There is no dispute that on December 6, 1984, Mr. Esposito was
 present at the prison and that Mr. Meeker refused to permit him to be
 present, as the Representative of the Union, during the examination of
 Mr. Long.  Mr. Meeker admitted that Mr. Esposito told him he was the
 Union's attorney (Tr. 204) but asserted that this was after Mr. Esposito
 had been unsuccessful in convincing Meeker and Henry that Mr. Long had a
 constitutional right to be represented by an attorney.  I am not
 convinced that it matters whether, at the outset, Mr. Long returned with
 an attorney (Mr. Esposito) who he wanted as his representative (Tr. 202)
 and only later did Mr. Esposito tell him he was the Union's attorney
 since, in any event, Mr. Meeker refused to permit Mr. Esposito to be
 present at the examination of Mr. Long with full knowledge that he was
 the representative of the Union.  Nevertheless, the record shows, and I
 find, that Respondent had full knowledge that Mr. Esposito was the
 representative of the Union.  After Mr. Long's requests first that Mr.
 Trotman, second that Mr. Nelson, and apparently a third person, possibly
 Mr. Howard, represent him had been denied by Respondent, Mr. Long had
 left the hearing room to get a representative.  Chief Steward Howard was
 informed and he notified President Trotman who, after talking to Mr.
 Howard and Mr. Nelson, decided that as OI had disqualified the elected
 and appointed Union officials as representatives, they should use the
 law firm of Eliades and Associates, which was already on retainer, as
 the Union's designated representative.  Mr. Nelson called the law firm
 and spoke to Mark Esposito who agreed to come right out.  Mr. Trotman
 called Warden Verdeyen and told him that "Mark Esposito . . . would be
 representing the Union" (Tr. 166).  Indeed, Warden Verdeyen stated that
 Mr. Esposito was at the institution in less than fifteen minutes after
 Mr. Trotman called him (Tr. 167).  That Warden Verdeyen was informed by
 Mr. Trotman that Mr. Esposito was coming to the institution is borne out
 by Mr. Esposito's wholly credible testimony that, "Mr. Nelson informed
 me that . . . the Warden had been told that our firm was representing
 the Union and that he knew I was on my way. . . .  I went past the
 tower, they waived me through.  I went through the check point there,
 entered the institution, where I was escorted up to the parole
 revocation room. . . ." (Tr. 99-100).  In the absence of advance notice,
 it is obvious that this sequence of events would scarcely have been
 possible.  Moreover, this is corroborated by Mr. Meeker's testimony
 that, ". . . someone from the institution staff, it may have been the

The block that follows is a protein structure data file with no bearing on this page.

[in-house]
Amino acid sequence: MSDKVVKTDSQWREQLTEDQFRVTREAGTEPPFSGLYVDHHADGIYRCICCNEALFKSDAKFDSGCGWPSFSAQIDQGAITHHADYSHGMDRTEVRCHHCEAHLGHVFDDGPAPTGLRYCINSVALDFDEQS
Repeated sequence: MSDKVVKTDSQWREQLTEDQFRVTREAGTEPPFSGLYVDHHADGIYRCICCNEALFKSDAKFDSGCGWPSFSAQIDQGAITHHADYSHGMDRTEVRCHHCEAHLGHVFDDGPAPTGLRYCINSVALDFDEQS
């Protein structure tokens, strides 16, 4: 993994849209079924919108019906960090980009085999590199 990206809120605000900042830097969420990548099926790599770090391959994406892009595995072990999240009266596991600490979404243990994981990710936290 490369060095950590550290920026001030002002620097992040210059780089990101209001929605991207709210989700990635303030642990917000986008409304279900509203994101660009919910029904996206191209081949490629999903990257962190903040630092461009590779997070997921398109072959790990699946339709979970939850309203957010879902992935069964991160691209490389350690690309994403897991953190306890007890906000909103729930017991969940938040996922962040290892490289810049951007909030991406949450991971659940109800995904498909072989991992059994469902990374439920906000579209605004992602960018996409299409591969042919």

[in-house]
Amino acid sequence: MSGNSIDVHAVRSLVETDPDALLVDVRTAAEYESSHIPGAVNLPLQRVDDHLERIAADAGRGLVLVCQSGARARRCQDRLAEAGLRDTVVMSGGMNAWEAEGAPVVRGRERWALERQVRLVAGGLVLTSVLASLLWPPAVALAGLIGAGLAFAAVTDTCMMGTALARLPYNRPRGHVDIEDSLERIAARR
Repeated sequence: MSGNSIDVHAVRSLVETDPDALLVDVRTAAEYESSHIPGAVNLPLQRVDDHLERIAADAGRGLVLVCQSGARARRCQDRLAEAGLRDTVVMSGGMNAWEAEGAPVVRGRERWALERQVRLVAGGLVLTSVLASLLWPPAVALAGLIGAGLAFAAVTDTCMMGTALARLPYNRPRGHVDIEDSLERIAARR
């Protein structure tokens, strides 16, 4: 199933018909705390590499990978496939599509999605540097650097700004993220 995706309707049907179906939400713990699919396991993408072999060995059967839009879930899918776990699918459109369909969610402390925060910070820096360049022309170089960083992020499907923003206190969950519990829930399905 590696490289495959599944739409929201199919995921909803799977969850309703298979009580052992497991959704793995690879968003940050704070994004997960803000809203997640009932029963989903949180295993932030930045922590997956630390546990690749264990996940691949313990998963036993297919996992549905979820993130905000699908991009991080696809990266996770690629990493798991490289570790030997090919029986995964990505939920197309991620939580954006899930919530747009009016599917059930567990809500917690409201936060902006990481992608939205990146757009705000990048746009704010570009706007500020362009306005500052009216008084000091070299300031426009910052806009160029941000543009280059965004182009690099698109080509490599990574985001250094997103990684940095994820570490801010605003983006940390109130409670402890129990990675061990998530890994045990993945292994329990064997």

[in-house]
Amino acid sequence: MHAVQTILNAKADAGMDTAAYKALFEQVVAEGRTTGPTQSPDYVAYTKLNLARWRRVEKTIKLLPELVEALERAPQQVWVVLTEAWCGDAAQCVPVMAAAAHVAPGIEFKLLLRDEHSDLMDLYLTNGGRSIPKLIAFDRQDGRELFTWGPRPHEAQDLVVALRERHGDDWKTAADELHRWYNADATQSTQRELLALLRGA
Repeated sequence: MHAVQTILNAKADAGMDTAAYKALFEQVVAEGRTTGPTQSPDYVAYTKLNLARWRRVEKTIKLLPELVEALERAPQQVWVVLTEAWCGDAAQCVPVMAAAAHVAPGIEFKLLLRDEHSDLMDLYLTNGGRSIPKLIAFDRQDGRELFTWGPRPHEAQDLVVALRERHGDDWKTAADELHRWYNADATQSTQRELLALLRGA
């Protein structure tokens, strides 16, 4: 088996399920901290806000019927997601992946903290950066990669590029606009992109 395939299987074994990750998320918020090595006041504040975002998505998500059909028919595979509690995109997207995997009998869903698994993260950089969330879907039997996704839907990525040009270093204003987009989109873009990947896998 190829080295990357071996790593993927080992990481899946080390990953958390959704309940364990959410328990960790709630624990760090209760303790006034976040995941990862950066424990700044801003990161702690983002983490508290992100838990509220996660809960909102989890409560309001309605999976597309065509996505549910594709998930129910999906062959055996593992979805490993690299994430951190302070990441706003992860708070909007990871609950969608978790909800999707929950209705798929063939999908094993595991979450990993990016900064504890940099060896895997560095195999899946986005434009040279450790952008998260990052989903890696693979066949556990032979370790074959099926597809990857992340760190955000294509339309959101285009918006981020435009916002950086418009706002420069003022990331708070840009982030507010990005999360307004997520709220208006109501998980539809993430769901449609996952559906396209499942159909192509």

Warden, called . . . and . . . They told us that he was coming into the
 institution at this time. . . ." (Tr. 202-203).  Accordingly, I
 specifically do not credit Warden Verdeyen's later testimony that Mr.
 Esposito was already on the premises when Mr. Trotman called him.
 Rather, I conclude, as Warden Verdeyen initially testified, and as the
 record otherwise shows, Mr. Trotman called Warden Verdeyen and told him
 that Mr. Esposito would be representing the Union and was on his way to
 the prison.  Finally, Mr. Trotman very credibly testified that he had
 gone to the hearing room and had had a conversation with Messrs. Meeker
 and Henry immediately prior to Mr. Esposito's arrival during which Mr.
 Henry told him that there were certain people, including Mr. Trotman,
 Mr. Nelson and Mr. Howard, who could not serve as representatives
 because they (0I) had to question them.  Mr. Trotman asked if it were
 okay if the Union had an attorney and Mr. Henry responded that an
 attorney wouldn't be permitted.
 
    Mr. Meeker refused to permit Mr. Esposito to serve as the Union's
 representative at the examination of Mr. Long on December 6, 1984, for
 the reason that ". . . the policy of the Agency, was that staff members
 in investigations where there was no foreseeable criminal prosecution
 were not entitled to be represented by attorneys." (Tr. 203-204).
 
    Nor is there any dispute, Mr. Trotman's wholly credible testimony
 being neither denied nor controverted, that on February 21, 1985, when
 interviews resumed after having been enjoined, that Mr. Trotman, in a
 private conversation with Mr. Kane, Chief of OI, before the commencement
 of interviews, told Mr. Kane that that, ". . . we wanted Mr. Esposito to